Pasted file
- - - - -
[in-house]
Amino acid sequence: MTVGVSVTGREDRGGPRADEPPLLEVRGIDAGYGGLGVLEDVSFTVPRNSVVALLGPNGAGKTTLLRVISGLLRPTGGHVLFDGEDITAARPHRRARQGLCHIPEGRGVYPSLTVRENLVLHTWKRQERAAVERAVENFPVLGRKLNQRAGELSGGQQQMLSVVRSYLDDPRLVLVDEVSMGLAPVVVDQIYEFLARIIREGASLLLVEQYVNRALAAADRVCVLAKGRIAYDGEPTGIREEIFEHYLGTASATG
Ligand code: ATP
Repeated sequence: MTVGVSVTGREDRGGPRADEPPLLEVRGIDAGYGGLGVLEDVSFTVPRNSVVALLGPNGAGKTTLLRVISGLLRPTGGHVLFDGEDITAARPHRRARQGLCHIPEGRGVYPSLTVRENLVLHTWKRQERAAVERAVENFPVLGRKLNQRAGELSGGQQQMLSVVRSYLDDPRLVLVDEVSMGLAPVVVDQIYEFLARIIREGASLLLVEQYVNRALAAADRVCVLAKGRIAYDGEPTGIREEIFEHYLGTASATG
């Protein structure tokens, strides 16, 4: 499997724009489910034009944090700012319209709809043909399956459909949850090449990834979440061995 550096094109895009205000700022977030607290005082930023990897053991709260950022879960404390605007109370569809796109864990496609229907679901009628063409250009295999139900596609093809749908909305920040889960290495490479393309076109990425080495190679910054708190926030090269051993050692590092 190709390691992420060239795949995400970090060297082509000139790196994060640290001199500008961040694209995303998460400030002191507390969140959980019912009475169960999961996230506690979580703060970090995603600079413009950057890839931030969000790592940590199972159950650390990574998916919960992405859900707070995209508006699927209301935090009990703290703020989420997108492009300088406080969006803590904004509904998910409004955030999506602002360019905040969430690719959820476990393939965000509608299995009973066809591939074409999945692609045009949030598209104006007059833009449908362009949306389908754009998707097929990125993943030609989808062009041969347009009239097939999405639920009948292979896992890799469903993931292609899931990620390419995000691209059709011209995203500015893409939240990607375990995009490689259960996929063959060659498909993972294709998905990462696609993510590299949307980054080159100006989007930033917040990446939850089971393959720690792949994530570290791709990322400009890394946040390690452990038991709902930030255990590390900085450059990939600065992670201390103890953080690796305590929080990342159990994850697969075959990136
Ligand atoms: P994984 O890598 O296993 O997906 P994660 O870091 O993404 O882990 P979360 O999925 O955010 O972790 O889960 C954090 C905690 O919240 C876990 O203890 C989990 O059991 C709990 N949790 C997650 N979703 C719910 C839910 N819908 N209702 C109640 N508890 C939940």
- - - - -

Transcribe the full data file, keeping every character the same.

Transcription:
[in-house]
Amino acid sequence: MTVGVSVTGREDRGGPRADEPPLLEVRGIDAGYGGLGVLEDVSFTVPRNSVVALLGPNGAGKTTLLRVISGLLRPTGGHVLFDGEDITAARPHRRARQGLCHIPEGRGVYPSLTVRENLVLHTWKRQERAAVERAVENFPVLGRKLNQRAGELSGGQQQMLSVVRSYLDDPRLVLVDEVSMGLAPVVVDQIYEFLARIIREGASLLLVEQYVNRALAAADRVCVLAKGRIAYDGEPTGIREEIFEHYLGTASATG
Ligand code: ATP
Repeated sequence: MTVGVSVTGREDRGGPRADEPPLLEVRGIDAGYGGLGVLEDVSFTVPRNSVVALLGPNGAGKTTLLRVISGLLRPTGGHVLFDGEDITAARPHRRARQGLCHIPEGRGVYPSLTVRENLVLHTWKRQERAAVERAVENFPVLGRKLNQRAGELSGGQQQMLSVVRSYLDDPRLVLVDEVSMGLAPVVVDQIYEFLARIIREGASLLLVEQYVNRALAAADRVCVLAKGRIAYDGEPTGIREEIFEHYLGTASATG
């Protein structure tokens, strides 16, 4: 499997724009489910034009944090700012319209709809043909399956459909949850090449990834979440061995 550096094109895009205000700022977030607290005082930023990897053991709260950022879960404390605007109370569809796109864990496609229907679901009628063409250009295999139900596609093809749908909305920040889960290495490479393309076109990425080495190679910054708190926030090269051993050692590092 190709390691992420060239795949995400970090060297082509000139790196994060640290001199500008961040694209995303998460400030002191507390969140959980019912009475169960999961996230506690979580703060970090995603600079413009950057890839931030969000790592940590199972159950650390990574998916919960992405859900707070995209508006699927209301935090009990703290703020989420997108492009300088406080969006803590904004509904998910409004955030999506602002360019905040969430690719959820476990393939965000509608299995009973066809591939074409999945692609045009949030598209104006007059833009449908362009949306389908754009998707097929990125993943030609989808062009041969347009009239097939999405639920009948292979896992890799469903993931292609899931990620390419995000691209059709011209995203500015893409939240990607375990995009490689259960996929063959060659498909993972294709998905990462696609993510590299949307980054080159100006989007930033917040990446939850089971393959720690792949994530570290791709990322400009890394946040390690452990038991709902930030255990590390900085450059990939600065992670201390103890953080690796305590929080990342159990994850697969075959990136
Ligand atoms: P994984 O890598 O296993 O997906 P994660 O870091 O993404 O882990 P979360 O999925 O955010 O972790 O889960 C954090 C905690 O919240 C876990 O203890 C989990 O059991 C709990 N949790 C997650 N979703 C719910 C839910 N819908 N209702 C109640 N508890 C939940």